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We all make investments in different forms – in bonds, stocks, investment trusts, or energy. How do we evaluate the return on our investments? How long do our investments continue to perform?Imagine you’ve made an investment in energy efficiency for your real estate asset. You expected your investment to deliver $100,000 in savings each year. This attractive savings number convinced you to invest initially. But in reality, you could be getting anywhere from $10,000 to $60,000 less than expected by the third year.A study by the American Council for an Energy-Efficient Economy (ACEEE) analyzed the persistence of 96 measures, meaning the changes implemented in a building to deliver energy savings. By the third year after installation, 20% of those measures were delivering savings less than 50% of expected.
Figure 1. Effective useful life (EUL) three-year failure rate projection of energy efficiency measures (EEMs) where failure is defined as delivering less than 50% of the expected savings.1
From our experience working in buildings, it’s not surprising anymore why measures may not perform as expected. Think about the physical and operational changes that occur in a typical office building over 10 years – replacement of mechanical systems, tenants moving in and out, and transitions between property managers and facility teams.Here’s a very plausible and not uncommon scenario. Some energy measures involving improved control strategies were taken for a building’s HVAC system several months ago. The facility chief has a long to-do list: switching a bulb in the hallway lights, re-keying the lock on a door to a tenant space, replacing an outdated fire alarm system, arranging for regular inspection of the elevators as required by code, and at the top of the list, fixing a leak in the plumbing. The property manager gets calls from multiple tenants complaining that the building is too warm, and passes this along to the facility chief.Being short on time, the facility chief throws the equipment into hand or manual mode. “I’ll figure this out later when I’ve gotten through my other tasks.” The building cools down and the property manager stops receiving calls. Everyone’s happy, but the equipment continues to run at 100%, 24/7.At the end of the month, the property manager may see the higher utility bill. “Some new tenants moved in this month, that could explain the difference.” Unknown to the property manager, the measures implemented have failed; the asset owner’s initial investment is now getting no return. While the facility chief and property manager kept the tenants satisfied, the asset owner will be the one incurring the financial impact. This is only one of many scenarios resulting in lower than expected energy performance.As outlined in a report developed for the National Renewable Energy Laboratory 2, the realization of energy savings from measures is dependent on:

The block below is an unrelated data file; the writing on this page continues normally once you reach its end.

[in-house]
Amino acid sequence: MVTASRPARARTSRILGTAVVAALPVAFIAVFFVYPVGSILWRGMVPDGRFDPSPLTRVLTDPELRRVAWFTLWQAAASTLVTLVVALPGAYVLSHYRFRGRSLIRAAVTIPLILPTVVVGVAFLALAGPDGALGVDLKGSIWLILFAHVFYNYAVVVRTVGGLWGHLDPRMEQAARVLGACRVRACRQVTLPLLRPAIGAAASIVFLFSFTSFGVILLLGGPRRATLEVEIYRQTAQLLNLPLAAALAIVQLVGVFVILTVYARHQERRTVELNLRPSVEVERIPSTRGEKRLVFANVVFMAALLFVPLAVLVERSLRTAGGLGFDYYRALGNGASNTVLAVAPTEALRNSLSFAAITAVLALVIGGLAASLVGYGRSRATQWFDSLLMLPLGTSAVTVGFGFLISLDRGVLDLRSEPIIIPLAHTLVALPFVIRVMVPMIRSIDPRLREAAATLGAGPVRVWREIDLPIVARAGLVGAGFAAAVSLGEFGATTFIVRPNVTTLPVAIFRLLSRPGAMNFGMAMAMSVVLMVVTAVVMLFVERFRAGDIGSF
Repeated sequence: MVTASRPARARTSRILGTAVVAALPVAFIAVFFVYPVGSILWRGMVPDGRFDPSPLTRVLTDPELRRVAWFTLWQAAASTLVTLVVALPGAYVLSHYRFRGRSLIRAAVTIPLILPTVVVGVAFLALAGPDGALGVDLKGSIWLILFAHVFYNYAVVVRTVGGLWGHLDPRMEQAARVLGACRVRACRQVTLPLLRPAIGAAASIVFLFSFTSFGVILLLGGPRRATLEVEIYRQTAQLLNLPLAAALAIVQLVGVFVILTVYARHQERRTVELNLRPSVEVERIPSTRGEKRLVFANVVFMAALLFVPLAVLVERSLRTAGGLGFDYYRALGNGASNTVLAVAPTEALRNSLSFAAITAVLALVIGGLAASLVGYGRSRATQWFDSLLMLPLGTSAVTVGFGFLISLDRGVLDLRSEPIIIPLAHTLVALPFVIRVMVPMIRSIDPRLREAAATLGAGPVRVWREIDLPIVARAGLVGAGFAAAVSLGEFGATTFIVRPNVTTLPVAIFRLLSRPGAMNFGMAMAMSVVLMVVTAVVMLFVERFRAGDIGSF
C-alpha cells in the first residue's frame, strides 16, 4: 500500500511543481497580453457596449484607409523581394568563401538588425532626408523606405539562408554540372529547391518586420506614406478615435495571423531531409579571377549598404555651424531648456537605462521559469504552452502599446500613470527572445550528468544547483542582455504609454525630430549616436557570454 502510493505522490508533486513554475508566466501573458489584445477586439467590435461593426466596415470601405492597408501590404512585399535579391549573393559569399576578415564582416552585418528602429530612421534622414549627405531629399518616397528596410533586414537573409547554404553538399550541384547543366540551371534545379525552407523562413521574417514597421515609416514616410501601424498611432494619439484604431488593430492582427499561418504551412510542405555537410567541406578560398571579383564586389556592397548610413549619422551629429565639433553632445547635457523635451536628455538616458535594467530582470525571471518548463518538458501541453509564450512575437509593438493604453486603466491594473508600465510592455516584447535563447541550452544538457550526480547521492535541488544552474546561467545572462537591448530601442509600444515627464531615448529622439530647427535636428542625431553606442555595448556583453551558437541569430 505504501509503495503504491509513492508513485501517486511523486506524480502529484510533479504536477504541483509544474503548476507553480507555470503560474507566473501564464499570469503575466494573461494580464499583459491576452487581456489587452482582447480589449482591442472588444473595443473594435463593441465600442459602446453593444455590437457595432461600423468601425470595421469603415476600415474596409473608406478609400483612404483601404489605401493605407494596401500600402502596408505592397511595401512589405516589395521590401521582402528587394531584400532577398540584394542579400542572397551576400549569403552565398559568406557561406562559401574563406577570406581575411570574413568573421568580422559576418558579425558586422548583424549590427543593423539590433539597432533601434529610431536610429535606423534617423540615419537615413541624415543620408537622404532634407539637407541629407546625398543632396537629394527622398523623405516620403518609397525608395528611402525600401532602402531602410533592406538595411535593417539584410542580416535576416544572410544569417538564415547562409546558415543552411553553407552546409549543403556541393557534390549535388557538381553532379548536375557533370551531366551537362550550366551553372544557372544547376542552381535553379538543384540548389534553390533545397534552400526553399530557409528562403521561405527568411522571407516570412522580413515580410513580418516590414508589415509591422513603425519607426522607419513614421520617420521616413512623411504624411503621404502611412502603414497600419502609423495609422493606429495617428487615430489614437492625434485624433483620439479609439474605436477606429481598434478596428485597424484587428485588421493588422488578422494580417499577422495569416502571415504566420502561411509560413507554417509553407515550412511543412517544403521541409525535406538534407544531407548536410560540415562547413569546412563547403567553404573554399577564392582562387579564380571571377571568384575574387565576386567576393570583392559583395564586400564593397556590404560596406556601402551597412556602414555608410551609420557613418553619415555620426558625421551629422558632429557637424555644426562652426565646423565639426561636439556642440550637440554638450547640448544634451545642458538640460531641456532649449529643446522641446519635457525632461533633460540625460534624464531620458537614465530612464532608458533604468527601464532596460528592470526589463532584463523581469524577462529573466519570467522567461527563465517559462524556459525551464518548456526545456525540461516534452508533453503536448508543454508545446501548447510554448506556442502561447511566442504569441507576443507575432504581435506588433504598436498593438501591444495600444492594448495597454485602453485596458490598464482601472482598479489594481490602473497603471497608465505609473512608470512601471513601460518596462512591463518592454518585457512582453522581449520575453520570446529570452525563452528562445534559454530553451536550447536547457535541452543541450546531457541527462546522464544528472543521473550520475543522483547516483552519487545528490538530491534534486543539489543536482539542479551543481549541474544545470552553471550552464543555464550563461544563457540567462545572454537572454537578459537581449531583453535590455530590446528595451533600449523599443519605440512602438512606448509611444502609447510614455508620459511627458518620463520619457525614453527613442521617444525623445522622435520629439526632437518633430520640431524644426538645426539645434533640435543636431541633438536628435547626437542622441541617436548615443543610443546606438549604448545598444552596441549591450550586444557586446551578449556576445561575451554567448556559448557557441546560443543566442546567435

There are essentially countless reasons that could affect the performance of your investment. It takes rigorous management in these three areas to maintain performance. We understand the difficulties of operating a building, which is why we deliver an actively managed energy service. Beyond utility bills, we bring in visibility from the building management system and 15-minute meter data, which typically go unseen. Monitoring scattered sources of data and quantifying energy performance is complex, which is why we developed CLUES™, our proprietary platform to visualize and model building systems.Carbon Lighthouse is committed to assuring the energy performance of our proposed energy solutions and to delivering impact through the reduction of carbon emissions. Aligned with our mission to stop climate change, we provide an actively managed energy service to ensure impact not only immediately after implementation of our energy solutions, but ongoing for the length of the contract. John Roberts and Bing Tso, “Do Savings from Retrocommissioning Last? Results from an Effective Useful Life Study.” 2010 ACEEE Summer Study on Energy Efficiency in Buildings, American Council for an Energy-Efficient Economy, 2010, pp. 3-339 to 3-347. Daniel M. Violette, “Chapter 13: Assessing Persistence and Other Evaluation Issues Cross-Cutting Protocols.” The Uniform Methods Project: Methods for Determining Energy Efficiency Savings for Specific Measures, National Renewable Energy Laboratory, April 2013, pp. 13-1 to 13-37.